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Why Volatility Is Likely to Stay High

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As for what this means for investors, there’s one key takeaway: the ingredients are in place for more financial market volatility.

In the space of barely a week, the VIX Index, a measure of market volatility, spiked from 13, suggesting extreme complacency, to over 50, evidencing total panic. The low-volatility climate of the past few years is incompatible with a world marked by slow growth, unstable inflation expectations and a likely Federal Reserve rate hike before year’s end.

[marketrealist-chart id=639454]

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Market Realist – Volatility is likely to stay high as global growth slows.

The graph above shows the volatility index, or VIX (VXX), which is known as a fear gauge for stocks. After remaining calm for most of the last few years, American stocks saw a sudden spike in volatility last month.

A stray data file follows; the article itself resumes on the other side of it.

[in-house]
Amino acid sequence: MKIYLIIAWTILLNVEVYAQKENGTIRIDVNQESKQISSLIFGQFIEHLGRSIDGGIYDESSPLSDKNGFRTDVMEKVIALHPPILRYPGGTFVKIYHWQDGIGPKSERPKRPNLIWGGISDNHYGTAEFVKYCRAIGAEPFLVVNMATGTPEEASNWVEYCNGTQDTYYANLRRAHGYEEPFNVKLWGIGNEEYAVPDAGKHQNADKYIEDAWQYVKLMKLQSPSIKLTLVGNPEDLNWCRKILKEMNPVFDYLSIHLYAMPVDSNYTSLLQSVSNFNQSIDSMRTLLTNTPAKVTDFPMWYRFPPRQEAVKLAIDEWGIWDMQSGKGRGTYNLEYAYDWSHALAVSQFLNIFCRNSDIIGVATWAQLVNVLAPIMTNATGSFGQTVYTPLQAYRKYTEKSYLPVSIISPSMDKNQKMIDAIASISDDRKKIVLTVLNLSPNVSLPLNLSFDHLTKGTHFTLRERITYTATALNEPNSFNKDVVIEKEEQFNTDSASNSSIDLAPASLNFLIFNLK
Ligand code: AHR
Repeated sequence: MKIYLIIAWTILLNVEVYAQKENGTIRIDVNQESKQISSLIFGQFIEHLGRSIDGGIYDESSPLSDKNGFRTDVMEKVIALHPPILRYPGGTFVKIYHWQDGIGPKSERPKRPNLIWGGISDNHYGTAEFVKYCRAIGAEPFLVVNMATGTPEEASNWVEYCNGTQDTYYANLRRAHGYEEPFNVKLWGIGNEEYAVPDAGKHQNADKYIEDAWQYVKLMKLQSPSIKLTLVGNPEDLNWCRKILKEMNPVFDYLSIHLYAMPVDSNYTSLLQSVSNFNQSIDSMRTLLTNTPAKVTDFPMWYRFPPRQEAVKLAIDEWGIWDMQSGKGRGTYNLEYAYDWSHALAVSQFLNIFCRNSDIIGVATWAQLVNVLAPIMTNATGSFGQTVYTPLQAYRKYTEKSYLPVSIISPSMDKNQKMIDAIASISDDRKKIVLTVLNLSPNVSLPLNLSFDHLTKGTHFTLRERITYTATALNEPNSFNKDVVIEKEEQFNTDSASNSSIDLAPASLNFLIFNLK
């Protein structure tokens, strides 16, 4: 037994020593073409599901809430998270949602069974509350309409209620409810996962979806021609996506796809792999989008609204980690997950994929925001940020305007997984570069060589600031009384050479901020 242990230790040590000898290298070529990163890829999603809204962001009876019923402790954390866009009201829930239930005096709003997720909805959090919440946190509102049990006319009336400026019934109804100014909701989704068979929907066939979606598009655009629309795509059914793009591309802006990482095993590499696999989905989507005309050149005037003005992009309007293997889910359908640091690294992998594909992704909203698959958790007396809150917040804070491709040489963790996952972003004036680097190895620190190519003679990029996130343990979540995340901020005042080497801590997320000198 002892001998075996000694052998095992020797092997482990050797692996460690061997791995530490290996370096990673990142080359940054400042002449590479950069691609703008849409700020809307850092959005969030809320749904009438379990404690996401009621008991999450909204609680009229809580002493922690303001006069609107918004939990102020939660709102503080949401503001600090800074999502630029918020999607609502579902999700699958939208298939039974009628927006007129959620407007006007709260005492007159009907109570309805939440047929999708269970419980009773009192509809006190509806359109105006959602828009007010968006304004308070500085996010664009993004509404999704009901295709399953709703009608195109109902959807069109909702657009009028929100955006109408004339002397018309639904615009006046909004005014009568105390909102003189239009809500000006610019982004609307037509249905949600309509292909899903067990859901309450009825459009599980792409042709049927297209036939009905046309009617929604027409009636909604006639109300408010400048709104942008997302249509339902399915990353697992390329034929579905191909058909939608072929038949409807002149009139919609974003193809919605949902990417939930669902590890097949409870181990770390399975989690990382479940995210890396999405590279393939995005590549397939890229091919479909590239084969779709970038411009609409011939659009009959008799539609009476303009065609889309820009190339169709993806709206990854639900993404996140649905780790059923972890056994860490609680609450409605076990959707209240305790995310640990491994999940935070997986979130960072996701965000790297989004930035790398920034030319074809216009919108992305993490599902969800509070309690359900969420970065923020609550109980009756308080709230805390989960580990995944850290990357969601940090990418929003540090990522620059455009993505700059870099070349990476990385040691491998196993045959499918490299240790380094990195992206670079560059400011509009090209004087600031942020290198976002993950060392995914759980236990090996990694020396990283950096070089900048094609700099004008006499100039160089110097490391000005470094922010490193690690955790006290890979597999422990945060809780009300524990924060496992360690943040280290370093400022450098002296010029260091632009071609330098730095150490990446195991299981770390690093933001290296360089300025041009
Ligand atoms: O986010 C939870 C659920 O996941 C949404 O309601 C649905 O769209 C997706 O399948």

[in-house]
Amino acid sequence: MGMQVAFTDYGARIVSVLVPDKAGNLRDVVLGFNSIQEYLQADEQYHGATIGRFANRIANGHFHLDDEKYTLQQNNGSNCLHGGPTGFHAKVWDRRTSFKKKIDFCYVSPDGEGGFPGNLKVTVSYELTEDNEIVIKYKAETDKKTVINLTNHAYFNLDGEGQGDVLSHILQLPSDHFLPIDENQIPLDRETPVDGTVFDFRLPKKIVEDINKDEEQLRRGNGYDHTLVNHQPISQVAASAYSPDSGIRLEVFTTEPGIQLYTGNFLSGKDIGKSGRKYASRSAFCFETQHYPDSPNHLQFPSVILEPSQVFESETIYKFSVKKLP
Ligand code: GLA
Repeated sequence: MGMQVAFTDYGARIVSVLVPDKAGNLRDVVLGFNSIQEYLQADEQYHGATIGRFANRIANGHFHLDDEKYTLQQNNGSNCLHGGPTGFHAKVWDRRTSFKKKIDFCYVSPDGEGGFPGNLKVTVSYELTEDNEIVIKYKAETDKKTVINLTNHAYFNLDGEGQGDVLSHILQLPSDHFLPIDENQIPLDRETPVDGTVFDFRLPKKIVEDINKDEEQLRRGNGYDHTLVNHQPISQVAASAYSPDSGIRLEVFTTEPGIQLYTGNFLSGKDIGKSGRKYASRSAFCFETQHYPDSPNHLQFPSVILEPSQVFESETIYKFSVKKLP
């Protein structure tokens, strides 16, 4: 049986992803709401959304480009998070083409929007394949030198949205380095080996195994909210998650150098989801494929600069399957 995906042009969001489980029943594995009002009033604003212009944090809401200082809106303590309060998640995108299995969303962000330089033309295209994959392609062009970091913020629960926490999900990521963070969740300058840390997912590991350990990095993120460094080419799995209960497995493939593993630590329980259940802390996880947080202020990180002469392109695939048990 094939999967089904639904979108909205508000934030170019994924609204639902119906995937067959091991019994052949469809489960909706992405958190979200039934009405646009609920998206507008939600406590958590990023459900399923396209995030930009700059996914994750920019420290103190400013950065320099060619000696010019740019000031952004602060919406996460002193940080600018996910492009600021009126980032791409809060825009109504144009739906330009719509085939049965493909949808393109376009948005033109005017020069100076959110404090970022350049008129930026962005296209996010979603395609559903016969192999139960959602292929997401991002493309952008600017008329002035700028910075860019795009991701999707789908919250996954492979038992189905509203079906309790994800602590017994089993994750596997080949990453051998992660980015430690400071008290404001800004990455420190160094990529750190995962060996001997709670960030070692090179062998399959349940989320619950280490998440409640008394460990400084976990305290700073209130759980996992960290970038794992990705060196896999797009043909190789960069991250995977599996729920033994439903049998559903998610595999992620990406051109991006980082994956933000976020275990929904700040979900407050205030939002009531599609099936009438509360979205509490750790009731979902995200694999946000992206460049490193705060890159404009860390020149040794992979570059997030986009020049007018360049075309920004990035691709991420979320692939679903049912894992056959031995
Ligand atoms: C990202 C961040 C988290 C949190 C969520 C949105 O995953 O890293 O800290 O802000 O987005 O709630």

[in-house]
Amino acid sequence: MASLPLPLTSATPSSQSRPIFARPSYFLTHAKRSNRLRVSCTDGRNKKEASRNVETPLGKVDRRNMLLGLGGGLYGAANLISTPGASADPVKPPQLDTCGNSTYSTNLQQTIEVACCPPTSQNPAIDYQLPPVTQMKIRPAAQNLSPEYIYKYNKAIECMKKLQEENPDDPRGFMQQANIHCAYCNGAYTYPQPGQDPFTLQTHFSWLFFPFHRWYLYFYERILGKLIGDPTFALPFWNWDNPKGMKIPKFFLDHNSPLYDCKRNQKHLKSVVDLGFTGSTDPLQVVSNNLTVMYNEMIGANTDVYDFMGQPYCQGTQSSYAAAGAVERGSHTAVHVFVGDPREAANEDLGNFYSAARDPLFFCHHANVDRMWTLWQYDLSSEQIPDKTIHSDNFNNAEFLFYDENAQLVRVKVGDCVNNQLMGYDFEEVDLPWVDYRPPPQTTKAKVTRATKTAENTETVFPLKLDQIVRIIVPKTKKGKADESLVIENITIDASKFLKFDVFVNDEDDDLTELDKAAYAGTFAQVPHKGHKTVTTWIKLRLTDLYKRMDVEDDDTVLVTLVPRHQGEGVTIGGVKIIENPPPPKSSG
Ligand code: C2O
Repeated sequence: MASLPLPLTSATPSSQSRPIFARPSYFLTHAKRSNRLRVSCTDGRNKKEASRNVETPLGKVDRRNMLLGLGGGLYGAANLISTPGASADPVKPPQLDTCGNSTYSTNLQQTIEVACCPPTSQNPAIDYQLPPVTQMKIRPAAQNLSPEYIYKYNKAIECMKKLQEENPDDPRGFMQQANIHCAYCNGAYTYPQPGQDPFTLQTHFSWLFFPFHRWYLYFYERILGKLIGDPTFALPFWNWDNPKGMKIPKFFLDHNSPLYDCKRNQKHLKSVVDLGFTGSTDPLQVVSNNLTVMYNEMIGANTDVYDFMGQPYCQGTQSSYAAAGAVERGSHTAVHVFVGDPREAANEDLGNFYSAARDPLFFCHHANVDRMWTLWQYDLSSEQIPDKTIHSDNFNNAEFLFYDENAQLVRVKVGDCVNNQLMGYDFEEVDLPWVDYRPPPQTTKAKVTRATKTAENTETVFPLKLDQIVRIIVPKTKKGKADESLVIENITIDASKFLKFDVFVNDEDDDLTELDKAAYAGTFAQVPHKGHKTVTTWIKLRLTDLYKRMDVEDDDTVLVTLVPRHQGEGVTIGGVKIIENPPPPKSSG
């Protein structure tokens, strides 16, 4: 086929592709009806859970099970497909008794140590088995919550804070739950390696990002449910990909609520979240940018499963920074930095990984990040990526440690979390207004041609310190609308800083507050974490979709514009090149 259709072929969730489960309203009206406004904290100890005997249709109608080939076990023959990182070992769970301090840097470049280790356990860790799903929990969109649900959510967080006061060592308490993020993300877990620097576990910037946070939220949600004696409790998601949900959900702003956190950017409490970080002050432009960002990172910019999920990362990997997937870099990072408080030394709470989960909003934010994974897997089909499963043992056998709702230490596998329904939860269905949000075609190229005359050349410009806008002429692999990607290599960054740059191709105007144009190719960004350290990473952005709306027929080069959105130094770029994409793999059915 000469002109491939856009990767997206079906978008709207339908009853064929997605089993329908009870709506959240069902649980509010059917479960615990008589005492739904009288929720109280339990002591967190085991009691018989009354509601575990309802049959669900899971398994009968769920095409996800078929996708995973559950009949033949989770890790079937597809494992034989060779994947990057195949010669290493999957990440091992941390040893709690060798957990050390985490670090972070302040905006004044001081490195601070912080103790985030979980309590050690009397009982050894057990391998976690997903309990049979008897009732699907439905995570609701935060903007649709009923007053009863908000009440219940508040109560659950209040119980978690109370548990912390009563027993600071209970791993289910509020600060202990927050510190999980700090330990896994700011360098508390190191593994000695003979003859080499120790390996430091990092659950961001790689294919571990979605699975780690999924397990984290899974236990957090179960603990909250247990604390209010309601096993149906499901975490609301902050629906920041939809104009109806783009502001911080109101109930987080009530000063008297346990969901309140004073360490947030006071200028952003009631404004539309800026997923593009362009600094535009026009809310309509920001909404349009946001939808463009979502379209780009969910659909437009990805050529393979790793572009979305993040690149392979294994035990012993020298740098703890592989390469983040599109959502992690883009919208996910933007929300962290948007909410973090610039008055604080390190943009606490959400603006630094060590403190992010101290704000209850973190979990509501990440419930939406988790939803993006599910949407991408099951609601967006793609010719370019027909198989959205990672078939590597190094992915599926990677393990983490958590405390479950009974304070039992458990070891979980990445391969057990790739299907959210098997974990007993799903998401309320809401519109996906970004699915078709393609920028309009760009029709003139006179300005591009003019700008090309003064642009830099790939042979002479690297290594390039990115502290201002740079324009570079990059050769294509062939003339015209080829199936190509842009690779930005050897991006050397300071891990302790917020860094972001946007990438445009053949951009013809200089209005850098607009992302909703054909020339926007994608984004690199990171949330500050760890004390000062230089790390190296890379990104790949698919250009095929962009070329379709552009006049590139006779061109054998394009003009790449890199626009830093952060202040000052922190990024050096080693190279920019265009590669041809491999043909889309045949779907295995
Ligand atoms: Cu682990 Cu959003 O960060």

The sell-off, which was triggered by the devaluation of the Chinese yuan, was due to a variety of reasons including more evidences of a slowdown in China (FXI), lofty global equity valuations, and the probability of a rate hike in the US later this year, among others.

With growth projections of most major economies falling, it is likely that volatility will stay elevated. Within major emerging markets, Brazil (EWZ) and Russia (RSX) are both in deep recessions due to low commodity prices. India’s (EPI) lack of ability to push through key reforms has led to a fall in growth projection.

In the developed world (EFA), Japan (EWJ) has not seen sustained growth and needs more than just monetary accommodation, and is likely to be affected by lower demand in China.

Read Is a Recession Coming? to find out more about the economic situation.

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